Secretary of State Colin Powell (search) said Tuesday that countries helping postwar Iraq and Afghanistan must remain steadfast in their commitments to avoid the possibility of a return to despotic rule in the two nations.

The Bush administration has been anxious about the staying power of the U.S.-led coalition in Iraq after five countries have withdrawn their troops in recent months, reducing to 31 the number still on the list.

Iraq (search) dominated Powell's talks during his 18-hour stay in Hungary's capital. He indicated he wants Hungary to keep its 354 troops in Iraq beyond a planned Dec. 31 withdrawal. Polls show, however, scant support among Hungarians for the deployment.

After Powell left Hungary Tuesday afternoon for Egypt, reporters were told he will meet in Saudi Arabia on Thursday with Iraqi Prime Minister Ayad Allawi (search).

It will be their first meeting since the United States handed over sovereignty to Iraq a month ago.

During a morning interview on the "Napkelte" television show, Powell acknowledged the challenge of building democracies in Iraq and Afghanistan (search), which have known only despotism.

"Democracy is hard," he said. "Democracy is dangerous. This is the time for us to be steadfast, not get weak in the knees and say, 'Oh, gosh, this may be too hard. Let's leave these poor people alone so the tyrants can return.' We're not going to do that."

At another point, he said, "We must not allow insurgents, those who will use bombs and kidnapping and beheading, to triumph."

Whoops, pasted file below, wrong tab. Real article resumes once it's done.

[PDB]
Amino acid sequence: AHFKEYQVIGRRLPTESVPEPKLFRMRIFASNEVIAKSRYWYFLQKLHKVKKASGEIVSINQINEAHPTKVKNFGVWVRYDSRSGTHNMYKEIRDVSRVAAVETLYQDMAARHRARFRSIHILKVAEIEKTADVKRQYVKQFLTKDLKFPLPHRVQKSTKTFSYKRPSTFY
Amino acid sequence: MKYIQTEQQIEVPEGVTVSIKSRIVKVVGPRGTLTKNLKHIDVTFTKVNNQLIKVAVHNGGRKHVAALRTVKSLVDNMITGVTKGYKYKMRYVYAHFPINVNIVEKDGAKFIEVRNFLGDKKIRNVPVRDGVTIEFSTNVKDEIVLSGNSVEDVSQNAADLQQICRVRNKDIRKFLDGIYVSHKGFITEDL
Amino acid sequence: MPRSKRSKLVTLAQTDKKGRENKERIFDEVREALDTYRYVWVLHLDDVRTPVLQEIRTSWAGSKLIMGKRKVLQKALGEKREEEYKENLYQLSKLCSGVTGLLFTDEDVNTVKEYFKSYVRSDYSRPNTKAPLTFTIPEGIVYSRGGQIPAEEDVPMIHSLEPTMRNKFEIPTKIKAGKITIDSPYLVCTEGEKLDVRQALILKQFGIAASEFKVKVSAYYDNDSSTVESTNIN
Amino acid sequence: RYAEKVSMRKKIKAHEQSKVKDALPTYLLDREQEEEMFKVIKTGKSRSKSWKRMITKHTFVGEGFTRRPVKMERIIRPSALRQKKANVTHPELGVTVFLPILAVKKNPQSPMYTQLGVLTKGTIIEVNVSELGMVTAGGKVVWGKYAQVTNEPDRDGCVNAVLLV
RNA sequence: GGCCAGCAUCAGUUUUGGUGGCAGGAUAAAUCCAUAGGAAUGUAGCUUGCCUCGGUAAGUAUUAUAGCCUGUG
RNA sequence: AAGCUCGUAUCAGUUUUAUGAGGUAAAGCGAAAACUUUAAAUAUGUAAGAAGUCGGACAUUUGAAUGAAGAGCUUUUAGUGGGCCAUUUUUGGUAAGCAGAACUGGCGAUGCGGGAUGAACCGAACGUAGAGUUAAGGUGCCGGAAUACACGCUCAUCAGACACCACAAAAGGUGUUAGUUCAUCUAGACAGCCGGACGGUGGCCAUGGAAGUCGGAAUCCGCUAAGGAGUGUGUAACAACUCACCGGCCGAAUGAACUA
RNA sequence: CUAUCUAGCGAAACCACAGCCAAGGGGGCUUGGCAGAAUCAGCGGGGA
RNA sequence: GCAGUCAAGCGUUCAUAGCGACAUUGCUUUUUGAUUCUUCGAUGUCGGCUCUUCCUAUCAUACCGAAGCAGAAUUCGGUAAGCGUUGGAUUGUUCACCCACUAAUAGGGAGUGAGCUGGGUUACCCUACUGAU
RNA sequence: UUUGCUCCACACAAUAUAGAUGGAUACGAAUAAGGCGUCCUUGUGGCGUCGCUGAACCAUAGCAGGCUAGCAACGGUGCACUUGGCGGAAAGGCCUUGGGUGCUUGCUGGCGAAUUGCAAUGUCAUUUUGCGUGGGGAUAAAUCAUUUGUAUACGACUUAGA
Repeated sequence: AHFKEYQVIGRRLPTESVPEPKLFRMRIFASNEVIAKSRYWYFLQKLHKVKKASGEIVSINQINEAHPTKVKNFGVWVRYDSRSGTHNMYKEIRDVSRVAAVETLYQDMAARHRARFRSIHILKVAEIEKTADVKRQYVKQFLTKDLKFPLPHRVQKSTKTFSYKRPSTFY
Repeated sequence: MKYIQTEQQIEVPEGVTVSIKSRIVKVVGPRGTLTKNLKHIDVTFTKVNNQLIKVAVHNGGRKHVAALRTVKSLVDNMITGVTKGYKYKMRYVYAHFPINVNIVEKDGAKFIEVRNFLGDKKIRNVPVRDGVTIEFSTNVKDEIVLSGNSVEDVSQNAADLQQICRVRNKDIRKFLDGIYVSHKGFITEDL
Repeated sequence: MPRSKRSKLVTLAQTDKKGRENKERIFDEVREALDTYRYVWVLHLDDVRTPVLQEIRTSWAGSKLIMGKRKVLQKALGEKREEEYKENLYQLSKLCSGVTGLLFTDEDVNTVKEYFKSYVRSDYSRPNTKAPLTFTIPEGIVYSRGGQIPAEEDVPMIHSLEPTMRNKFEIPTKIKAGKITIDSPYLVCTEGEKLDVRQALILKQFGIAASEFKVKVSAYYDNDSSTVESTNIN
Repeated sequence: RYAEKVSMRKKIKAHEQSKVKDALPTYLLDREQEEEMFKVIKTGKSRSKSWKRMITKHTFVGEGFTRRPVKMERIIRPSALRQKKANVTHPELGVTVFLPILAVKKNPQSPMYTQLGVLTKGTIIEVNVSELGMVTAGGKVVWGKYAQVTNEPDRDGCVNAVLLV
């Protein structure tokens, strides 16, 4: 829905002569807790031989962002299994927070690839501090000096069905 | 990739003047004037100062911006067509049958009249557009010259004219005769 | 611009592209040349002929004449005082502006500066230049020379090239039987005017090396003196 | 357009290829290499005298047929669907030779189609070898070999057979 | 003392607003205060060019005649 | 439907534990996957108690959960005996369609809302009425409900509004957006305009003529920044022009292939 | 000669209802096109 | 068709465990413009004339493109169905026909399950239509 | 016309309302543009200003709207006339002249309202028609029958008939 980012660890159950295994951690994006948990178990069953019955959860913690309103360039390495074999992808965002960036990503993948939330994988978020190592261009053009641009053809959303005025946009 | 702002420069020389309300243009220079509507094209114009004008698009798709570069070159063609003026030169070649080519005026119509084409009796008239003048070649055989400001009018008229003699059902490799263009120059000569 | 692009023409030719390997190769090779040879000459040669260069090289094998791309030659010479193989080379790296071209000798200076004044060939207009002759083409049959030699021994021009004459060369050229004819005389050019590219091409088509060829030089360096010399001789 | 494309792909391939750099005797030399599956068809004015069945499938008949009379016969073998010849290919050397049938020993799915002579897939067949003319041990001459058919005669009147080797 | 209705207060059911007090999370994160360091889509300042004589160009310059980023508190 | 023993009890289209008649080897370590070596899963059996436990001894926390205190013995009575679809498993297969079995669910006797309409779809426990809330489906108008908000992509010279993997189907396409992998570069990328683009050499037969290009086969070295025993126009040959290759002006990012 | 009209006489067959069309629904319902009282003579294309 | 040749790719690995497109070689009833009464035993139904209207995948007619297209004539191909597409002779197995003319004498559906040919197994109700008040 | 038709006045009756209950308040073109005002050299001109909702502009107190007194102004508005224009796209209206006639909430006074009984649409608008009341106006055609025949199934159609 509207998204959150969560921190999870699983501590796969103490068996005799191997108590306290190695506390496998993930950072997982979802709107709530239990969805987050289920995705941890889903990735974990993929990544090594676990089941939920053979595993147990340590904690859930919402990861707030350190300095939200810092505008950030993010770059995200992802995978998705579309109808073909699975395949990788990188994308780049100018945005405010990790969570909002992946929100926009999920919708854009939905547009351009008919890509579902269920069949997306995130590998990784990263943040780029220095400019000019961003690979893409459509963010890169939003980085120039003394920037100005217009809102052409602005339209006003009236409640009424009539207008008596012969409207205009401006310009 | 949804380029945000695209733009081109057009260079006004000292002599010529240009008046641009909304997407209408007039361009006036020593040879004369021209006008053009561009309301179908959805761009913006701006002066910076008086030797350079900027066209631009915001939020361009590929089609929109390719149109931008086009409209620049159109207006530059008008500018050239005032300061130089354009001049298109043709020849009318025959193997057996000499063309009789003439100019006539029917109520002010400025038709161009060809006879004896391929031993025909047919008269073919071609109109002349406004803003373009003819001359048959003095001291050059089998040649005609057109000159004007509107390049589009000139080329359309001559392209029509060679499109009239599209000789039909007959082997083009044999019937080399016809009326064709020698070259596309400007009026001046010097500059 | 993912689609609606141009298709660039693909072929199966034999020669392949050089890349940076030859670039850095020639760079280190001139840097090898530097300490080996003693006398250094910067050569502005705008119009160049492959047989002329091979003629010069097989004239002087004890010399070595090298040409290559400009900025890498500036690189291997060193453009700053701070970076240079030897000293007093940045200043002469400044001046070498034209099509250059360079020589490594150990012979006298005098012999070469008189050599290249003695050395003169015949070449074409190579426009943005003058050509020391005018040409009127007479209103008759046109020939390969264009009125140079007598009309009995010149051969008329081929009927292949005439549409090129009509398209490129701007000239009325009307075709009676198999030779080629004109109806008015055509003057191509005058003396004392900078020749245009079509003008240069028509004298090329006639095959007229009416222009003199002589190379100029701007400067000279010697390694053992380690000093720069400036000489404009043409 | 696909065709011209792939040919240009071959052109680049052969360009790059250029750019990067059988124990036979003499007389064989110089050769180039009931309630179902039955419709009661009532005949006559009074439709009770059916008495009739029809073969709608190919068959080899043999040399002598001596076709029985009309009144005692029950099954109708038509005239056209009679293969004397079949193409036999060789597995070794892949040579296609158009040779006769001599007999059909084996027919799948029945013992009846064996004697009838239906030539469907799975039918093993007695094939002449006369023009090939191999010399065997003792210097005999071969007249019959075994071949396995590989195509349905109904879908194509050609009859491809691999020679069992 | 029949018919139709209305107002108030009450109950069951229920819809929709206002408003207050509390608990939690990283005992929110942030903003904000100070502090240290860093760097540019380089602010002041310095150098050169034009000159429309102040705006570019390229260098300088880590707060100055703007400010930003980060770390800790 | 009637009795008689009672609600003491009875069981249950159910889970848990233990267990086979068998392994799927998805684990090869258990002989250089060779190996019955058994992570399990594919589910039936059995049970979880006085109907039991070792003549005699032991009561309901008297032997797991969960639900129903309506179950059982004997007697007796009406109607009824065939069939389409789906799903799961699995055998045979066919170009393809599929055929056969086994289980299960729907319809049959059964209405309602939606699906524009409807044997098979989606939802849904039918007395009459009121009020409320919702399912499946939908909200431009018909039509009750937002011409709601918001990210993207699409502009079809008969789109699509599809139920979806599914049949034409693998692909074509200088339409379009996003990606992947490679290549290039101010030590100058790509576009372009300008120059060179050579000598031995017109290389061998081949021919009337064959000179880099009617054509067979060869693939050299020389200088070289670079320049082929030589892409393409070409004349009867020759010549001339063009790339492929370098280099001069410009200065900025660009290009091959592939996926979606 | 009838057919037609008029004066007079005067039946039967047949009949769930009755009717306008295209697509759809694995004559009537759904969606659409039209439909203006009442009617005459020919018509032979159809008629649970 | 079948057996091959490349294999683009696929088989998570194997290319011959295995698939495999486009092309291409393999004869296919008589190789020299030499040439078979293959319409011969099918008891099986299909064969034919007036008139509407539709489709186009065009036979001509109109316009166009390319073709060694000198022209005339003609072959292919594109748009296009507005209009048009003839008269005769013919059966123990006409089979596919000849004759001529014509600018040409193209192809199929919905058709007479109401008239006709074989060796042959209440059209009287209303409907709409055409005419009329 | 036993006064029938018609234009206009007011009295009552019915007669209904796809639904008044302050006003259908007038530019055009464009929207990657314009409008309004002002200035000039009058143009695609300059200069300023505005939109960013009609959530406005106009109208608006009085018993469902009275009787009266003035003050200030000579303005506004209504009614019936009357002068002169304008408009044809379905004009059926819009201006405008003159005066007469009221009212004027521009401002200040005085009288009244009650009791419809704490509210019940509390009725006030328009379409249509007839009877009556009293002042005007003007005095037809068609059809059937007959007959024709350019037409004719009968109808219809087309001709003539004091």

After the television interview, Powell went to the elegant, gold-trimmed, high-ceilinged Parliament building where he received the Award of the Grand Cross of the Hungarian Republic in recognition of his contribution to U.S.-Hungarian relations.

He then went to the Foreign Ministry, where he addressed Hungarian ambassadors summoned for official discussions. He linked Hungary's own struggle for independence and freedom from Soviet influence to what he saw as a similar effort in Iraq and Afghanistan.

"You've had your own experience in this part of the world with struggles for freedom," Powell said. "From the dark days that shadowed this city in October of 1956, it took 30 years for your heroism to be vindicated, for Hungary to be free.

"It won't take that long for the hope and the hearts of the peoples of Afghanistan and Iraq to be vindicated because the forces of freedom in the world are now stronger than ever."

While the NATO-led deployment in Afghanistan has been going up, the number of non-U.S. forces in Iraq has been going down. In recent months, troops from Spain, Honduras, Nicaragua, the Dominican Republic and the Philippines have returned home.

Powell was especially concerned about the Philippines' decision two weeks ago to drop out. Filipino authorities acted to spare the life of a kidnapped Filipino truck driver. Powell believes that meeting terrorist demands only encourages more kidnappings or other violence against foreigners by insurgents in Iraq.

He said the 30 non-U.S. members of the coalition have pledged to meet their troop commitments to Iraq. He acknowledged, however, that some countries are not committed to keep their troops in Iraq beyond this year.